Yes I was quite petrified of him. He was very strict about a few things, like he used to insist that I eat green vegetables. I didn’t really get to know him when I was growing up because he was very busy. But once I started assisting him during Aa Ab Laut Chalen , we really bonded well. Every night after pack-up he would take me to fancy restaurants. He’s quite adventurous in checking out new cuisines and that’s something he has instilled in me.
What’s your co-star Sonam Kapoor like?
I’ve known her since we were kids. Her grandfather and my grandfather were friends, our parents are friends so we ended up being friends by default. I never imagined that we’ll make a debut together but I couldn’t have asked for a more beautiful and loving co-star than Sonam. There is nothing materialistic about her. Sonam is all heart.
Was it awkward to work with Salman Khan in Saawariya especially since you had a famous brawl with him a few years back?
There is no truth to that story. I love Salman to death. He treats me like a younger brother. The whole incident is hogwash. I never got a chance to give my side of the story. The fact is that Salman and I never fought.
Have you prepared yourself for the intense media scrutiny that an actor’s life involves?
Well it’s not something that comes easy. It hurts when people write lies about you. But my mom (Neetu Singh) has been very supportive. She always tells me to keep a cool head. I guess, eventually I’ll get used to it.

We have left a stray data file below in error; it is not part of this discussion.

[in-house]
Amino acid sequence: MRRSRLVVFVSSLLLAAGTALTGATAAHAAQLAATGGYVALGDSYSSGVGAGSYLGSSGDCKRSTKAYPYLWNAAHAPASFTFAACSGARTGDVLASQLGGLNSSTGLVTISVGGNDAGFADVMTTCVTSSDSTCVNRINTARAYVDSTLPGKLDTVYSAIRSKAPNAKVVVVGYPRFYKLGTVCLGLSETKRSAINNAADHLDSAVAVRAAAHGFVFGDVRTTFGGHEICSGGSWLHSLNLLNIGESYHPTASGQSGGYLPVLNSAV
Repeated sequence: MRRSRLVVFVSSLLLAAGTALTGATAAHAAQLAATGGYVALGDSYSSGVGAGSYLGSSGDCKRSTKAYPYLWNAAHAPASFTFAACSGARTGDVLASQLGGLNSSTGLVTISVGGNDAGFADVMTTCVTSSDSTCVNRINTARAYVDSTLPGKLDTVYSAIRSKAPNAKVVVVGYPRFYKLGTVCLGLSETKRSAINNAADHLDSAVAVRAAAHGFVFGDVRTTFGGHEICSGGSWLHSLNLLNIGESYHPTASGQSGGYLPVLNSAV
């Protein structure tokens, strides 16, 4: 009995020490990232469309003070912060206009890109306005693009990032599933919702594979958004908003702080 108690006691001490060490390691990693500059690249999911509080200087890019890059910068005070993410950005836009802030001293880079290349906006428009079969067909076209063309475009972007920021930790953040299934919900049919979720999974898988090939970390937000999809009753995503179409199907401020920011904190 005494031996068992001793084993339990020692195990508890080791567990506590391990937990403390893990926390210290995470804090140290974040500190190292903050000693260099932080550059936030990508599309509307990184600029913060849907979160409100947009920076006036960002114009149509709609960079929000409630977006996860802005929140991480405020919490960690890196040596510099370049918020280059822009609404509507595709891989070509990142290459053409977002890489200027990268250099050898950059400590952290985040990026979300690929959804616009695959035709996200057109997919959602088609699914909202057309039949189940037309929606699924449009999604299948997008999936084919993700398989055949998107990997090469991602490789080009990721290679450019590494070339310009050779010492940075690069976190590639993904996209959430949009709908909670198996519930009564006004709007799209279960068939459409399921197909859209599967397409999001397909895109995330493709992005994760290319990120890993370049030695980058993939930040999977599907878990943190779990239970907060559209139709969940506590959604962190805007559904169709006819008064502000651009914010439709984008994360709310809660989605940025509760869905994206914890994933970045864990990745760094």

So what’s the status with you and Deepika Padukone?
I knew her as a friend, that’s all.
You used the past tense, are you guys no longer friends? We’re not in touch these days. I guess she’s busy promoting Om Shanti Om while I’m busy with Saawariya.
You’ve earned a reputation of being a party animal. Is it a fair one?
Actually no. I’m a homebody. I admit that there was a phase when I was totally into the party scene but now I’ve mellowed a bit.
Recently when you made an appearance on Star Voice of India, girls kissed you on your cheek. How was it?
(Laughs) It was quite heartwarming actually. An actor always dreams for a moment like this to happen, you know, one day when you come out and girls queue up to kiss you but when it really happens then it feels quite surreal. But it was nice.
What was immediate reaction when you saw yourself on screen for the very first time?
I couldn’t believe it was me up there. I pinched myself and spoke to my mom.
Confession time. Is it true that you drop the towel in a scene in the film?
Well, you’ll see that when you see the film. I’m not going to say anything beyond this.
Ok then another confession, is it true that you still get pocket money from your mom?
Yes that’s right. I get Rs 1,500 per week. What to do? I’m still not earning so I have to survive somehow.
I’m sure it helps that you don’t have to pay the rent?
(Laughs) You bet. Thank god for small mercies.
What does stardom mean to you?
It means nothing to me. It’s just the work and the journey towards stardom that matters to me.
Saawariya in one word?